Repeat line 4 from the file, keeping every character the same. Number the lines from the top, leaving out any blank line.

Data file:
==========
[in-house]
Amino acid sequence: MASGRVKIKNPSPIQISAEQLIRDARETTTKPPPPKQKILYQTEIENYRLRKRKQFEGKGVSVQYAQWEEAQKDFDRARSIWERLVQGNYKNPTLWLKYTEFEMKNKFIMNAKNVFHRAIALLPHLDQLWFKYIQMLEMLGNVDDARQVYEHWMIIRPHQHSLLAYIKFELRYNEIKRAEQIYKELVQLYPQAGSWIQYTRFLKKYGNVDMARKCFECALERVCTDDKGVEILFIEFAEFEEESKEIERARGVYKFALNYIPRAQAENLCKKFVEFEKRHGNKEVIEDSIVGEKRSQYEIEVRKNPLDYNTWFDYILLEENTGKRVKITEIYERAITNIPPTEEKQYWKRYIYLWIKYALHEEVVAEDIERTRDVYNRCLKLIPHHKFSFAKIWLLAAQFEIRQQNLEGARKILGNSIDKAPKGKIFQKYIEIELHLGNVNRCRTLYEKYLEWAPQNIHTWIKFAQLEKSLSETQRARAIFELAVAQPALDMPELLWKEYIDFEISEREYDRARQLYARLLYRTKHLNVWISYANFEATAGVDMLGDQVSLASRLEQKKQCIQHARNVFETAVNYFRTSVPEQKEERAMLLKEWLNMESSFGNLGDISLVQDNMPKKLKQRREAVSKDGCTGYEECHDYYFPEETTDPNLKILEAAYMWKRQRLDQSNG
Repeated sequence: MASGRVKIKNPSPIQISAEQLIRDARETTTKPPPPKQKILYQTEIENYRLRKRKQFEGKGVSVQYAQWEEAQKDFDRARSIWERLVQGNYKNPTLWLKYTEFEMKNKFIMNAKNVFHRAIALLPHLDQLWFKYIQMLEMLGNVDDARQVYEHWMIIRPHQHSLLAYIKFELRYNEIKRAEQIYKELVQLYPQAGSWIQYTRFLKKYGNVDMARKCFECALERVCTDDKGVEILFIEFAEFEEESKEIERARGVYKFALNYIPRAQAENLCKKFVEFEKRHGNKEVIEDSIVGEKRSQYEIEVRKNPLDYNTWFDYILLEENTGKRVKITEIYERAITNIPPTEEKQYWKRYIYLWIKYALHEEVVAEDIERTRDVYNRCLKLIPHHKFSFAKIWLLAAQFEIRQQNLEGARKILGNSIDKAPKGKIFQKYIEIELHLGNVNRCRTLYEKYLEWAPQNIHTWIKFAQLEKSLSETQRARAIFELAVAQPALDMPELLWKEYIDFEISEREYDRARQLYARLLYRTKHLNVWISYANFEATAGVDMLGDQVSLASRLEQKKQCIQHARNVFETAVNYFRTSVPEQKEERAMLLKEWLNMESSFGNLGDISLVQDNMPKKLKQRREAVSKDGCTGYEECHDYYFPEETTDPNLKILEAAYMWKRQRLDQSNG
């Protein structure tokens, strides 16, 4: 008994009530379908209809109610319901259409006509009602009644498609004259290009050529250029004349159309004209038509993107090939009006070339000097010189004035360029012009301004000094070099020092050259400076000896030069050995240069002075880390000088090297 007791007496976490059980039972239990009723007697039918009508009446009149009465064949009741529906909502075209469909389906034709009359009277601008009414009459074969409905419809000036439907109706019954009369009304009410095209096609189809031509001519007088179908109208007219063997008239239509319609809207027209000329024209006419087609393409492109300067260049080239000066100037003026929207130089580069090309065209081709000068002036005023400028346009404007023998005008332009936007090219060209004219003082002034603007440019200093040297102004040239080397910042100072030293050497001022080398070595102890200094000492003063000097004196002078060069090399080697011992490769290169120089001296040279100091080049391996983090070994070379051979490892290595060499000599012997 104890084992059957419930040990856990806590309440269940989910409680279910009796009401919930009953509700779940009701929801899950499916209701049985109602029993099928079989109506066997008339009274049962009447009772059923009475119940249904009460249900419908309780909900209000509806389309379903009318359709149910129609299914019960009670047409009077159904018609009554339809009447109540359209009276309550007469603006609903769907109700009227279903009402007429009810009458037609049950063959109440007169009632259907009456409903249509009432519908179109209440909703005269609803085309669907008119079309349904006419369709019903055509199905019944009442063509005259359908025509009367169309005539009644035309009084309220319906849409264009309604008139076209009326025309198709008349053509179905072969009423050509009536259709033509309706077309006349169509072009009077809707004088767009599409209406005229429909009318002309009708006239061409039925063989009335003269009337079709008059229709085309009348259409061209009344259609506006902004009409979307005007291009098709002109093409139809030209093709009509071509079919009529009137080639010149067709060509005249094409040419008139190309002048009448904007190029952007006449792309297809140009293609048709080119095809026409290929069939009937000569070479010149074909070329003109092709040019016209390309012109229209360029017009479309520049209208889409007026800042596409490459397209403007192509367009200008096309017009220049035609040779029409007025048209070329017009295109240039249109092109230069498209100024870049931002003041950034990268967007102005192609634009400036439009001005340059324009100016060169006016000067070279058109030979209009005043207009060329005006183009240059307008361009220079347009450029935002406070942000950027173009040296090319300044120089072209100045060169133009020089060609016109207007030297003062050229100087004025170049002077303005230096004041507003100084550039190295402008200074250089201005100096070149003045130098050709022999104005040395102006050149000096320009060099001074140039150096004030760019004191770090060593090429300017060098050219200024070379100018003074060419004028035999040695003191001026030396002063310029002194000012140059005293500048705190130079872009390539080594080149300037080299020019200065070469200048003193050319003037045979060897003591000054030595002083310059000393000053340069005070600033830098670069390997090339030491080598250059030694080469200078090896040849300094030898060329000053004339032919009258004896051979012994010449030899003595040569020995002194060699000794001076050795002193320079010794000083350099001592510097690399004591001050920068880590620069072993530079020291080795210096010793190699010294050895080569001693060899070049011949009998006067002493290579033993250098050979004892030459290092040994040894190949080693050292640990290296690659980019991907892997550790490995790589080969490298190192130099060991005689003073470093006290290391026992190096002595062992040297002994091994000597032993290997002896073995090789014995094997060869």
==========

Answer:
């Protein structure tokens, strides 16, 4: 008994009530379908209809109610319901259409006509009602009644498609004259290009050529250029004349159309004209038509993107090939009006070339000097010189004035360029012009301004000094070099020092050259400076000896030069050995240069002075880390000088090297 007791007496976490059980039972239990009723007697039918009508009446009149009465064949009741529906909502075209469909389906034709009359009277601008009414009459074969409905419809000036439907109706019954009369009304009410095209096609189809031509001519007088179908109208007219063997008239239509319609809207027209000329024209006419087609393409492109300067260049080239000066100037003026929207130089580069090309065209081709000068002036005023400028346009404007023998005008332009936007090219060209004219003082002034603007440019200093040297102004040239080397910042100072030293050497001022080398070595102890200094000492003063000097004196002078060069090399080697011992490769290169120089001296040279100091080049391996983090070994070379051979490892290595060499000599012997 104890084992059957419930040990856990806590309440269940989910409680279910009796009401919930009953509700779940009701929801899950499916209701049985109602029993099928079989109506066997008339009274049962009447009772059923009475119940249904009460249900419908309780909900209000509806389309379903009318359709149910129609299914019960009670047409009077159904018609009554339809009447109540359209009276309550007469603006609903769907109700009227279903009402007429009810009458037609049950063959109440007169009632259907009456409903249509009432519908179109209440909703005269609803085309669907008119079309349904006419369709019903055509199905019944009442063509005259359908025509009367169309005539009644035309009084309220319906849409264009309604008139076209009326025309198709008349053509179905072969009423050509009536259709033509309706077309006349169509072009009077809707004088767009599409209406005229429909009318002309009708006239061409039925063989009335003269009337079709008059229709085309009348259409061209009344259609506006902004009409979307005007291009098709002109093409139809030209093709009509071509079919009529009137080639010149067709060509005249094409040419008139190309002048009448904007190029952007006449792309297809140009293609048709080119095809026409290929069939009937000569070479010149074909070329003109092709040019016209390309012109229209360029017009479309520049209208889409007026800042596409490459397209403007192509367009200008096309017009220049035609040779029409007025048209070329017009295109240039249109092109230069498209100024870049931002003041950034990268967007102005192609634009400036439009001005340059324009100016060169006016000067070279058109030979209009005043207009060329005006183009240059307008361009220079347009450029935002406070942000950027173009040296090319300044120089072209100045060169133009020089060609016109207007030297003062050229100087004025170049002077303005230096004041507003100084550039190295402008200074250089201005100096070149003045130098050709022999104005040395102006050149000096320009060099001074140039150096004030760019004191770090060593090429300017060098050219200024070379100018003074060419004028035999040695003191001026030396002063310029002194000012140059005293500048705190130079872009390539080594080149300037080299020019200065070469200048003193050319003037045979060897003591000054030595002083310059000393000053340069005070600033830098670069390997090339030491080598250059030694080469200078090896040849300094030898060329000053004339032919009258004896051979012994010449030899003595040569020995002194060699000794001076050795002193320079010794000083350099001592510097690399004591001050920068880590620069072993530079020291080795210096010793190699010294050895080569001693060899070049011949009998006067002493290579033993250098050979004892030459290092040994040894190949080693050292640990290296690659980019991907892997550790490995790589080969490298190192130099060991005689003073470093006290290391026992190096002595062992040297002994091994000597032993290997002896073995090789014995094997060869």